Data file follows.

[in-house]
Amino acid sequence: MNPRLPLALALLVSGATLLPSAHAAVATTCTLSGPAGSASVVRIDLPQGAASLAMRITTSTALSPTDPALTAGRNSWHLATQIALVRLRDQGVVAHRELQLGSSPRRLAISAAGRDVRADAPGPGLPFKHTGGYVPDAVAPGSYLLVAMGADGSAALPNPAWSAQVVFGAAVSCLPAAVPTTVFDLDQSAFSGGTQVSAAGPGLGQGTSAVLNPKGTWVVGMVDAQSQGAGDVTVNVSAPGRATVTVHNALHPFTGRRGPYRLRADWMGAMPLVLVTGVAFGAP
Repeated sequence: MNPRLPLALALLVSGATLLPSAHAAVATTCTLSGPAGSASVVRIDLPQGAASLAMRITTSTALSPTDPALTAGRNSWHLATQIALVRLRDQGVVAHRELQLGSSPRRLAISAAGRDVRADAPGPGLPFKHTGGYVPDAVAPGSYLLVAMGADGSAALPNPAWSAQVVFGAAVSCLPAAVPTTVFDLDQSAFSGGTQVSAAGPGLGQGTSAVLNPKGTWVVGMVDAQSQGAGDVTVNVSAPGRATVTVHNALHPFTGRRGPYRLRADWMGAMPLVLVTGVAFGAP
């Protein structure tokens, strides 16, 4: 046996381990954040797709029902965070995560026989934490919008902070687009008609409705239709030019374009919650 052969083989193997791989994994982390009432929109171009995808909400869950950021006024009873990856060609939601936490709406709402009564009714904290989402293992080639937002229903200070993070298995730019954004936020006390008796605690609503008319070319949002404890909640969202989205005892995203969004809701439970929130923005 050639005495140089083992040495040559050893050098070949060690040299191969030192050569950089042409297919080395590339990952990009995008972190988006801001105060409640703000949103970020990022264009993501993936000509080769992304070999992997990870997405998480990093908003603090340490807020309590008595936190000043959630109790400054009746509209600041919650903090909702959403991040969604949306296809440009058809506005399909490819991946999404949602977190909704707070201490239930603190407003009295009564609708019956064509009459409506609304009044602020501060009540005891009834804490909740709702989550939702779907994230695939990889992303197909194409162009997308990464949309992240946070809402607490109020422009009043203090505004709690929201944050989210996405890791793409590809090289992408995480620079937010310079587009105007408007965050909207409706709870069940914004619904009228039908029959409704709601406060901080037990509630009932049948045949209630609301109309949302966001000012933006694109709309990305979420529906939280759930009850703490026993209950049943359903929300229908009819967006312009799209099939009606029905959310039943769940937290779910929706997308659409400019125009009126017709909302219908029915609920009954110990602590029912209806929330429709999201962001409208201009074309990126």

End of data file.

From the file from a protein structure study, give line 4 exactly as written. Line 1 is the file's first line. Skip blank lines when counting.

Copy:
């Protein structure tokens, strides 16, 4: 046996381990954040797709029902965070995560026989934490919008902070687009008609409705239709030019374009919650 052969083989193997791989994994982390009432929109171009995808909400869950950021006024009873990856060609939601936490709406709402009564009714904290989402293992080639937002229903200070993070298995730019954004936020006390008796605690609503008319070319949002404890909640969202989205005892995203969004809701439970929130923005 050639005495140089083992040495040559050893050098070949060690040299191969030192050569950089042409297919080395590339990952990009995008972190988006801001105060409640703000949103970020990022264009993501993936000509080769992304070999992997990870997405998480990093908003603090340490807020309590008595936190000043959630109790400054009746509209600041919650903090909702959403991040969604949306296809440009058809506005399909490819991946999404949602977190909704707070201490239930603190407003009295009564609708019956064509009459409506609304009044602020501060009540005891009834804490909740709702989550939702779907994230695939990889992303197909194409162009997308990464949309992240946070809402607490109020422009009043203090505004709690929201944050989210996405890791793409590809090289992408995480620079937010310079587009105007408007965050909207409706709870069940914004619904009228039908029959409704709601406060901080037990509630009932049948045949209630609301109309949302966001000012933006694109709309990305979420529906939280759930009850703490026993209950049943359903929300229908009819967006312009799209099939009606029905959310039943769940937290779910929706997308659409400019125009009126017709909302219908029915609920009954110990602590029912209806929330429709999201962001409208201009074309990126």